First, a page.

This is the market that mobile phone application developers are facing. So yeah, 95% are dumb phones. I say ignore them. Focus on who has money and willingness to spend it on mobile apps.

  6. Tim Denny says:

    I am contemplating your definition of a smartphone. I own a phone I had never considered to be a smartphone – Samsung S5320. So far it has been a wonderful and basic candybar style touch phone. Lacks wifi, and 3g but gets the job done perfectly fine for my needs. I did not consider it a smartphone as it cannot run robust applications, yet I can occasional install some Java based apps. I say occasionally as it is a rare find to come across an app that works correctly on the phone, then again I do not spend much time on such issues as I am fine with what is on the phone as is. I did have to hack it last year after purchasing it used as someone slipped in the wrong firmware and thus some of the features were not working (bluetooth mainly).

    So what do I consider a smartphone… something smarter than my phone… one running one of the smarter OSes like Windows Mobile, iOS, Android, Blackberry, WebOS, etc… My phone I would consider simply a feature phone with the capability of installing some Java apps. Then again my old phone a Nokia 3110 running Symbian n30 could handle some simple Java apps too but that surely was farther from smartphone.

    Anyhow… really what is a smartphone… does being able to install an app make it smart?

    Cheers
    Tim

  7. Rob says:

    Why don’t you factor in Development Costs, Marketing Costs, Market analysis of the particular product, External competition, MNO factors etc…

    It may be interesting once you have got all your econometrics fine tuned

  8. Wayan, you’re absolutely right… if you’re talking about making money. In that case, build for those who can/will pay. But if you’re talking about ICT4D, trying to reach the underserved, then targeting smartphones is a recipe for failure. It all depends on what you’re trying to do: context matters.

  9. Merryl Ford says:

    Since the advent of affordable Android phones, I’ve felt it’s only a matter of time before there is a huge swing towards smartphones in Africa. We’ve seen something similar with Blackberry here in South Africa, where our youth (rich and poor) have moved to these phones en masse. The main driver has been the (perceived?) fixed data cost for these devices – access to the internet at a fixed affordable amount. So at one stage I thought it would take as little as 2 years for affordable Android phones to take over the market here in South Africa.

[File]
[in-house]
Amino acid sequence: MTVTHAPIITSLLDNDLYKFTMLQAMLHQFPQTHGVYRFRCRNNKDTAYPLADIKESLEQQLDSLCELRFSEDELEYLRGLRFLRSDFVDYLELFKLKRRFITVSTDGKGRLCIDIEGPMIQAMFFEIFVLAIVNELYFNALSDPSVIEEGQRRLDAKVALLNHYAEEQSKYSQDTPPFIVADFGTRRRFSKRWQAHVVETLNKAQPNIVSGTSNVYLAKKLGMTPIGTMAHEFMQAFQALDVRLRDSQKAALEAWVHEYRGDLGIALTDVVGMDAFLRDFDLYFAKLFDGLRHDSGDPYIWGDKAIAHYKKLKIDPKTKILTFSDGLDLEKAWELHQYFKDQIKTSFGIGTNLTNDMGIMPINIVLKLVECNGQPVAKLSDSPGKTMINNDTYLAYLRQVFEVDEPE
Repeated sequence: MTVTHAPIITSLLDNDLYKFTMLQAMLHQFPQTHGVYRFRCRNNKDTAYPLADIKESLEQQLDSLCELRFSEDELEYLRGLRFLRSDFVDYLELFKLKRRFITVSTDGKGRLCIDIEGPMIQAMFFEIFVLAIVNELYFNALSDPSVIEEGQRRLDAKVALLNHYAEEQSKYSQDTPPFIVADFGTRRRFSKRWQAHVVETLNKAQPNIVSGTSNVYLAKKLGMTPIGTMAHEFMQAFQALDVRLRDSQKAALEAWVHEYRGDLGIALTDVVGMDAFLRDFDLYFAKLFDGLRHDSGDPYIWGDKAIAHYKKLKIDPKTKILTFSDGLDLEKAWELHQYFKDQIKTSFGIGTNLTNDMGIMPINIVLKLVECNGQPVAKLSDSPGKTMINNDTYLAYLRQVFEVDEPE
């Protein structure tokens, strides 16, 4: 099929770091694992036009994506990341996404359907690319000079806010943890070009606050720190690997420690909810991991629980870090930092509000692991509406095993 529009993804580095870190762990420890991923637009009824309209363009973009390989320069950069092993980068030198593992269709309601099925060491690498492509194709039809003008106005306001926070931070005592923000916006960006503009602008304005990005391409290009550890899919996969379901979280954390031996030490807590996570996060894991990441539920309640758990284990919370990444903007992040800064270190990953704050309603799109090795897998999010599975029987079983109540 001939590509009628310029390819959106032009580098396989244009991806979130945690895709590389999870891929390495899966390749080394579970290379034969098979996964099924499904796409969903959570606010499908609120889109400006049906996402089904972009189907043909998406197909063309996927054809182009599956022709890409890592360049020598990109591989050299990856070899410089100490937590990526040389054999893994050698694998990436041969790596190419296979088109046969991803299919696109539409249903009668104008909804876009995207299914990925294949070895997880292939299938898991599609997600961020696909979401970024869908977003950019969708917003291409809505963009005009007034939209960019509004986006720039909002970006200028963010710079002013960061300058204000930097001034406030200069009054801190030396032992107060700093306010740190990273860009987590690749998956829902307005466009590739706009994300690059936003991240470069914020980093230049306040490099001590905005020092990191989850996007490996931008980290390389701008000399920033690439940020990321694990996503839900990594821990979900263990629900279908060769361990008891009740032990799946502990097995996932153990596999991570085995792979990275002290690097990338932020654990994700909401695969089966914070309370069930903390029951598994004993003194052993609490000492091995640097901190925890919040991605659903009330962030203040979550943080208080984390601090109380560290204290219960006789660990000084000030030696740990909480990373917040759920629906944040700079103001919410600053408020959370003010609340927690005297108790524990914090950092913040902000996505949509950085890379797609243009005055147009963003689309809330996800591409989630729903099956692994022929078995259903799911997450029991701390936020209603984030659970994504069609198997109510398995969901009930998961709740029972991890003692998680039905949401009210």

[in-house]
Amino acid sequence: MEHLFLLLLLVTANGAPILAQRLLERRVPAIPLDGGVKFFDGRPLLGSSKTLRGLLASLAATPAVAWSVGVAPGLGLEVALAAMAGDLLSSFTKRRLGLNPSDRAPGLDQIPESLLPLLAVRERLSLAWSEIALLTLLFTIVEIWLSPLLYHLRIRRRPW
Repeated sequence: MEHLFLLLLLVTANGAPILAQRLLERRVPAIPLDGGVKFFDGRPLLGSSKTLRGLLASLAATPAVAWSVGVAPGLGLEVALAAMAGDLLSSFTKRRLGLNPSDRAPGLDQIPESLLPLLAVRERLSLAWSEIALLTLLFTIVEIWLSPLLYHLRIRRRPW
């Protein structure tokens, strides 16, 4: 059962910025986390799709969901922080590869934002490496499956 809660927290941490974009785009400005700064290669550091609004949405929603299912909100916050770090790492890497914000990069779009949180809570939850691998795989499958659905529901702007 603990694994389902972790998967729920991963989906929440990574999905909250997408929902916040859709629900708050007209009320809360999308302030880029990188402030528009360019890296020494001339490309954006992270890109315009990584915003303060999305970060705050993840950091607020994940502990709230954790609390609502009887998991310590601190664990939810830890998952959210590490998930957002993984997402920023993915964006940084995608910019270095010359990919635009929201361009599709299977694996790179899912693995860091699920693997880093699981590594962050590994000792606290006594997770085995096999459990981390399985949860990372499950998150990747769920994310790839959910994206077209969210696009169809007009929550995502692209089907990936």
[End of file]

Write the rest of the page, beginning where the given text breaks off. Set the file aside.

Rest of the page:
However, I don’t think it’s that simple. There are 2 major factors that will have a huge impact:

    1) Battery technology – basic and feature phones are much less power-hungry – lasting on a single charge for a few days at a time. Access to power to charge phones is a problem, particularly in rural areas in Africa. The typical smartphone is very power-hungry. It will be interesting to see what the choice will be – feature phone that lasts a few days vs smartphone that lasts a few hours. Hopefully this will act as an incentive to African entrepreneurs to come up with new and better charging solutions, or re-imagined smartphones (perhaps with e-ink screens?)

    2) Business models – particularly with regard to data charges (Blackberry serves as a fantastic model here in South Africa). The device may be relatively cheap, but the call, data, etc. charges make the whole package pretty expensive. Marketing of cheaper smartphones hasn’t been great here in South Africa, which is a HUGE shame – e.g. Some of the cheaper Androids are only available via contract, when the target market prefers prepaid. I just hope that the network operators wake up and start really marketing and pricing these devices to make them attractive to all.

    It will be interesting to see what will happen in the months to come, also with regard to the impact of affordable tablets now flowing into Africa.

  10. Wayan Vota says: